The View from 2005: Most of these microphones are still around, and we’re still doing this kind of work, so I think you may find this test to be of considerable interest. Note how much was involved in conducting the test. I couldn’t get H&SR or any magazine to fund more tests like this, as they are simply way too expensive and time-consuming to conduct on an ongoing basis. This suggests a fundamental flaw in magazine equipment reviews. Be that as it may, we did this test and I think it was quite illuminating. Enjoy!
Vocal tracks are the most audible and important elements of a song. The ability of a microphone to translate the essence, the “-ness” of the singer, is a key element in the making of a great recording. So, it stands to reason that microphones that do this well are to be prized. Trade magazine articles often describe various engineers’ and producers’ favorite mics for vocals, from Neumann U47 tube mics to industry standard items like the ElectroVoice RE20, and we all have our ears out for mics that will really hear the soul of the voice that we are trying to coax into the bit-stream of audio.
Meanwhile, the qualities that make a microphone great for vocal work are not all that well understood, and there is, er, a diversity of opinion about the subject. O’Blake (not his real name) says things like, “What you need is a mike with an old-style precious-metal diaphragm to handle low-level signals and let the dynamics of the recording really work.” Meanwhile, O’Laca says, “The proximity effect is so important. The full chestiness that comes from a really pro singer who knows how to work the proximity effect of the mike makes the singer.” O’Wayne says, “Really accurate mikes are boring, especially for singers. You need a mike to have character. A good producer must pick the mike to fit the singer and the song.” O’Ben says, “What really matters is the singer’s attitude and focus. The mike doesn’t really matter a whole lot.” Hmmm.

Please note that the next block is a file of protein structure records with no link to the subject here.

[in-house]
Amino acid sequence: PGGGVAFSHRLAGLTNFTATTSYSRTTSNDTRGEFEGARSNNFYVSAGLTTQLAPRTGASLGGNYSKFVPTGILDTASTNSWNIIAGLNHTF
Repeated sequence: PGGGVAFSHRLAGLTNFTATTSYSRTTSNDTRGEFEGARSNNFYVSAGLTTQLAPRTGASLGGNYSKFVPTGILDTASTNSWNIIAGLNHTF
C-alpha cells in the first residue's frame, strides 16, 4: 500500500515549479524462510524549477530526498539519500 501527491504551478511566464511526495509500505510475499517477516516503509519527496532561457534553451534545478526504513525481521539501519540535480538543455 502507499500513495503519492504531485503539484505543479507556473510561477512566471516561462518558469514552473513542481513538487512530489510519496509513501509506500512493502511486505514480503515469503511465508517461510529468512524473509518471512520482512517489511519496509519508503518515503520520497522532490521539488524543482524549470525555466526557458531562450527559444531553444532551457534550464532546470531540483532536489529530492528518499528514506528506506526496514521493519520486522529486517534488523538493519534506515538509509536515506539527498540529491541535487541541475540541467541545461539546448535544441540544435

Therefore, Home and Studio Recording called up eight different manufacturers and invited them to send vocal microphones for a comparison study. The kind of study we did, so far as I know, has never been performed quite this way before. We had the unique combination of loaner microphones, multitrack studio, DAW, TEF 20 analyzer, singers, engineers and producers all in one room, all listening to the same controlled tests referenced against the same standard: the singers themselves!
The microphones we tested are a fairly diverse lot. Due to the nature of the tests themselves, we felt it was necessary to limit ourselves to eight microphones. Obviously, there are many other worthy choices on the market, and our particular selection, while broadly representative, is neither comprehensive nor “best ‘o bunch.” Unless noted, the mics have cardioid polar response.
Recording gear, studio setup.
So i finally invested in some recording software and bought a lexicon Lambda and I'm currently running it through Cubase 4. While it's working out great so far, i need to buy some new microphones to record vocals, acoustic guitar and banjo, and possibly drums? Well anyway, what are the best microphones/deals around and what should i look into getting? or am i better off buying an acoustic pickup for guitar/banjo and buying a mic just for vocals.
Any opinions or input, go for it.
Your reasoning for why reverb sounds better
It's really very simple- a sound recording is an artificial reproduction of a live event occurring in front of sound transducers (microphones), much the same way a photograph is a representation of what was happening in front of the camera lens, which is an optical transducer of sorts.
Like any mechanical recording/reproduction there will be inaccuracies- cameras take in the four dimensions of height, width, depth and time (shutter speed) and and render them in a two dimensional photo format. Sound recordings take spatial information and try to put it all into a multiple channel format that can only approximate reality